Alex Nottingham JD MBA shares the story of Randy Pausch, a beloved professor at Carnegie Mellon University who was diagnosed with pancreatic cancer and given only a few months to live. Despite the enormous difficulty of his situation, he faced his prognosis with courage and optimism. This story was shared with millions under the name ‘The Last Lecture’ and encourages people to take the time to appreciate the gifts they have. This story can help us to reinforce the path we are on or make adjustments to realign ourselves with our purpose.
Randy Pausch’s Book: Last Lecture
About Alex Nottingham JD MBA
Alex is the CEO and Founder of All-Star Dental Academy®. He is a former Tony Robbins top coach and consultant, having worked with companies upwards of $100 million. His passion is to help others create personal wealth and make a positive impact on the people around them. Alex received his Juris Doctor (JD) and Master of Business Administration (MBA) from Florida International University.
Transcription performed by A.I. Please excuse the typos.
00:10 – 00:41
Alex Nottingham JD MBA
Welcome to Dental Allstars. What if you only had a few months left to live? Who would you spend time with? What would you do? Would you look back and appreciate your life with gratitude? Or would you be bitter and upset with the world? Gosh, Alex, this is heavy. You may be saying to yourself, true, but every once in a while the story were one displays courage and optimism.
00:41 – 01:22
Alex Nottingham JD MBA
Despite enormous difficulty comes your way and it allows us to pause and appreciate the gifts we have. We can reinforce the path we are on, or we can make adjustments to realign ourselves with our purpose. Over ten years ago, a story that faces this hard truth was shared with millions. It was called The Last Lecture. Randy Pausch, a beloved professor at Carnegie Mellon University, was diagnosed with pancreatic cancer at 14 six years young, which just a few months to live.
01:22 – 01:52
Alex Nottingham JD MBA
Instead of pitying himself, he gave what he titled the last lecture Really Achieving Your Childhood Dreams. I will provide in the shownotes a link to his entire lecture and his New York Times best selling book. I also put together a short three minute clip from his lecture. Enjoy this moment of inspiration. And until next time, go out there and be an all star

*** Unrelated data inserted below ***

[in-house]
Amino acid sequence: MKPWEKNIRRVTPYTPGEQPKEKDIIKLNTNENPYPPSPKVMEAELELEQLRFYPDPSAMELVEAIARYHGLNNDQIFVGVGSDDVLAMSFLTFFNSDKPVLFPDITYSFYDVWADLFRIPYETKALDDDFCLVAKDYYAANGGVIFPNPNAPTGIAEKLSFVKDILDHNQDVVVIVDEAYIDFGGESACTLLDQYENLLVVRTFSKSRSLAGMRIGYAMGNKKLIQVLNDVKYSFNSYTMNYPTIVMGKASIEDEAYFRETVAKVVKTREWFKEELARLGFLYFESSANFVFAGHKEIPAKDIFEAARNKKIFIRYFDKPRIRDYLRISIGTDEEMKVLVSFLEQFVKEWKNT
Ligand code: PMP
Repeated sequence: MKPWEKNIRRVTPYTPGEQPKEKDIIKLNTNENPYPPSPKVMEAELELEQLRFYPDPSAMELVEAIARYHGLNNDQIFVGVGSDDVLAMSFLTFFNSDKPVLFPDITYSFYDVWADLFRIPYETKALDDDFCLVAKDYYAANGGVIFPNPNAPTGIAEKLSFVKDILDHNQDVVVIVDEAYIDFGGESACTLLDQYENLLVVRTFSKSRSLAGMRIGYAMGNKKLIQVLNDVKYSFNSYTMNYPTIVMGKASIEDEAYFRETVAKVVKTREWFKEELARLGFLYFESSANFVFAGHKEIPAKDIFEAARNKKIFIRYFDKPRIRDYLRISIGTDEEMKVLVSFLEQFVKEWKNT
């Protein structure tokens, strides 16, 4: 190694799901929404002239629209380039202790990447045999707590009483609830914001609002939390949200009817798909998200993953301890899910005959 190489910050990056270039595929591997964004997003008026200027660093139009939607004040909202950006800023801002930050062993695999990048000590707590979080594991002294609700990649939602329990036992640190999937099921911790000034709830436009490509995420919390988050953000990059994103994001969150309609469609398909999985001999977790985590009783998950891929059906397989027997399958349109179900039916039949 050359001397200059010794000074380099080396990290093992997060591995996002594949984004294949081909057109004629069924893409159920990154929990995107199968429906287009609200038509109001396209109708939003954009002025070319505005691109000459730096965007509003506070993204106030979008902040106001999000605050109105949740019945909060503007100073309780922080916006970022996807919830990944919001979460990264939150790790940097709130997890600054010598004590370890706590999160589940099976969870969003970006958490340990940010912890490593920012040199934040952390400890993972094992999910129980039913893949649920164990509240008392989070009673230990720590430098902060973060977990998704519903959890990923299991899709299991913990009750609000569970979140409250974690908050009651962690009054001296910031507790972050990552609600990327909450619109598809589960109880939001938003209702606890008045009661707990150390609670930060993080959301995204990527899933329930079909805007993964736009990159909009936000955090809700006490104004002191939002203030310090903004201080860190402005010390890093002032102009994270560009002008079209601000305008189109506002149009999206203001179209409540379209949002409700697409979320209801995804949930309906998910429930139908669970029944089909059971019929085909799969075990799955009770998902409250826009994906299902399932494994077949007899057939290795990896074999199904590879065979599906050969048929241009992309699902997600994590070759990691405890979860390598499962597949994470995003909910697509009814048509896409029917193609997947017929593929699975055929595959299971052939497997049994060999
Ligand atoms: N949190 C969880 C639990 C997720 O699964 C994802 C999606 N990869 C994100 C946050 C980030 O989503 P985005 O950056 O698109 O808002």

01:53 – 02:09
So I’m reprising a talk that I gave in September at Carnegie Mellon University. There’s an academic tradition called The Last Lecture. Hypothetically, if you knew you were going to die and you had one last lecture, what would you say to your students? Well, for me, there’s an elephant in the room and the elephant in the room is that for me?
02:09 – 02:32
It wasn’t hypothetical. I’ve been fighting pancreatic cancer. It has now come back after surgery, chemotherapy and radiation. And the doctors tell me there’s nothing more to do. And I have months to live. I have three little kids. Let’s be clear. This stinks. But I can’t do anything about the fact that I’m going to die. I’m pursuing medical treatments, but I pretty much know how this movie is going to end.
02:32 – 02:51
And I can’t control the cards I’m dealt just how I play the hands. Now, if I’m not morose enough for you, I’m sorry to disappoint, but I don’t choose to be an object of pity. And in fact, although I’m going to die soon, I’m actually physically very strong. In fact, I’m probably physically stronger than most of the people in this audience.
02:55 – 03:23
Yeah. So today’s talk is not about death. It’s about life and how to live specifically about childhood dreams and about how you can try to achieve them. Probably the most wonderful thing my parents did was they let me paint my bedroom. I said one day, I want to paint stuff on the walls. And they said, okay. But the great thing is that they let me do it.
03:24 – 03:40
And they felt that letting me express my creativity was more important than the pristine nature of the walls. And I was really blessed to have parents who saw it that way. My parents taught me about the importance of people versus things. So when I got older and I bought my first car and I was so excited, I had this shiny new convertible.
03:41 – 04:02
This is my niece and nephew, Christopher and Laura. And every month I’d take them for a weekend. So my sister and her husband, we get a little break and we go off on adventures. And I just showed up with my new car, and my sister was explaining to Chris and Laura, that’s Uncle Randy’s new car. You can’t get it dirty to Radradra and they’re just cracking up laughing because over her shoulder, I’m casually opening a can of soda and just emptying it on the back seat.
04:04 – 04:27
And they come running over, says, What are you doing? I said, It’s a thing. It’s just a thing. And I’m really glad I did that because at the end of the weekend, as I was driving them home, little Chris had had the flu and he threw up all over the back seat of my car. And I don’t care how much value you get out of owning a nice, shiny, pristine thing, it’s not as good as I felt knowing that I made an eight year old boy not feel guilty just because he’d had the flu.
04:29 – 05:05
Next thing you better decide early on if you’re a tiger or any your tigers are energetic, they’re optimistic, they’re curious, they’re enthusiastic, and they have fun. And never, ever underestimate the importance of having fun. I am dying soon and I am choosing to have fun today, tomorrow and every other day I have left.